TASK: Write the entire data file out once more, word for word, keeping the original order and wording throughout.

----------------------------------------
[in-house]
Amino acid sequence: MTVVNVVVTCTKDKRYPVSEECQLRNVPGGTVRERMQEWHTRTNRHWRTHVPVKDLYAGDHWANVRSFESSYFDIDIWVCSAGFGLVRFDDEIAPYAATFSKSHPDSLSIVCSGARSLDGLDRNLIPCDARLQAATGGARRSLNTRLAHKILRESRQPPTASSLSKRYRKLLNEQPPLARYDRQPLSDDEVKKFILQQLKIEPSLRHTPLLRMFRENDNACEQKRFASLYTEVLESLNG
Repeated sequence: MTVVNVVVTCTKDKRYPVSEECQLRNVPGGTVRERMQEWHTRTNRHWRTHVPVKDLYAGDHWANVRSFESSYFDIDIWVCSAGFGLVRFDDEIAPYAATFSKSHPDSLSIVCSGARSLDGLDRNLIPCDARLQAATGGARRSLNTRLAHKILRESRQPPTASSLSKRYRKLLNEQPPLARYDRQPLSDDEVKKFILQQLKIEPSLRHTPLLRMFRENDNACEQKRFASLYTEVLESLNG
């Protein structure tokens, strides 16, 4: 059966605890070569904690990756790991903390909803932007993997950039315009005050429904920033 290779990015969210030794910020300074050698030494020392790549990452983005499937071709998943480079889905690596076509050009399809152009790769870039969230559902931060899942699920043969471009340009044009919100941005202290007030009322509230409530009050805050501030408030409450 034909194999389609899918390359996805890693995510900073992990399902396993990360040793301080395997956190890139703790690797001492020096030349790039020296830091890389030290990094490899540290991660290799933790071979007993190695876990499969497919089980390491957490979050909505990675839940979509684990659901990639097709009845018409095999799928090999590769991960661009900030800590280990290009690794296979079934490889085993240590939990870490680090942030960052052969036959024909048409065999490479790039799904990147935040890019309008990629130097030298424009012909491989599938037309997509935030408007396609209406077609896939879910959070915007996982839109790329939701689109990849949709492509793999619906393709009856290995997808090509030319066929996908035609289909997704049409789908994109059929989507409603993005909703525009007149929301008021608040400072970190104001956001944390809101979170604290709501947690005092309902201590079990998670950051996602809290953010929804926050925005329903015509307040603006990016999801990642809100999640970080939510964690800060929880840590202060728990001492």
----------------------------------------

[in-house]
Amino acid sequence: MTVVNVVVTCTKDKRYPVSEECQLRNVPGGTVRERMQEWHTRTNRHWRTHVPVKDLYAGDHWANVRSFESSYFDIDIWVCSAGFGLVRFDDEIAPYAATFSKSHPDSLSIVCSGARSLDGLDRNLIPCDARLQAATGGARRSLNTRLAHKILRESRQPPTASSLSKRYRKLLNEQPPLARYDRQPLSDDEVKKFILQQLKIEPSLRHTPLLRMFRENDNACEQKRFASLYTEVLESLNG
Repeated sequence: MTVVNVVVTCTKDKRYPVSEECQLRNVPGGTVRERMQEWHTRTNRHWRTHVPVKDLYAGDHWANVRSFESSYFDIDIWVCSAGFGLVRFDDEIAPYAATFSKSHPDSLSIVCSGARSLDGLDRNLIPCDARLQAATGGARRSLNTRLAHKILRESRQPPTASSLSKRYRKLLNEQPPLARYDRQPLSDDEVKKFILQQLKIEPSLRHTPLLRMFRENDNACEQKRFASLYTEVLESLNG
């Protein structure tokens, strides 16, 4: 059966605890070569904690990756790991903390909803932007993997950039315009005050429904920033 290779990015969210030794910020300074050698030494020392790549990452983005499937071709998943480079889905690596076509050009399809152009790769870039969230559902931060899942699920043969471009340009044009919100941005202290007030009322509230409530009050805050501030408030409450 034909194999389609899918390359996805890693995510900073992990399902396993990360040793301080395997956190890139703790690797001492020096030349790039020296830091890389030290990094490899540290991660290799933790071979007993190695876990499969497919089980390491957490979050909505990675839940979509684990659901990639097709009845018409095999799928090999590769991960661009900030800590280990290009690794296979079934490889085993240590939990870490680090942030960052052969036959024909048409065999490479790039799904990147935040890019309008990629130097030298424009012909491989599938037309997509935030408007396609209406077609896939879910959070915007996982839109790329939701689109990849949709492509793999619906393709009856290995997808090509030319066929996908035609289909997704049409789908994109059929989507409603993005909703525009007149929301008021608040400072970190104001956001944390809101979170604290709501947690005092309902201590079990998670950051996602809290953010929804926050925005329903015509307040603006990016999801990642809100999640970080939510964690800060929880840590202060728990001492």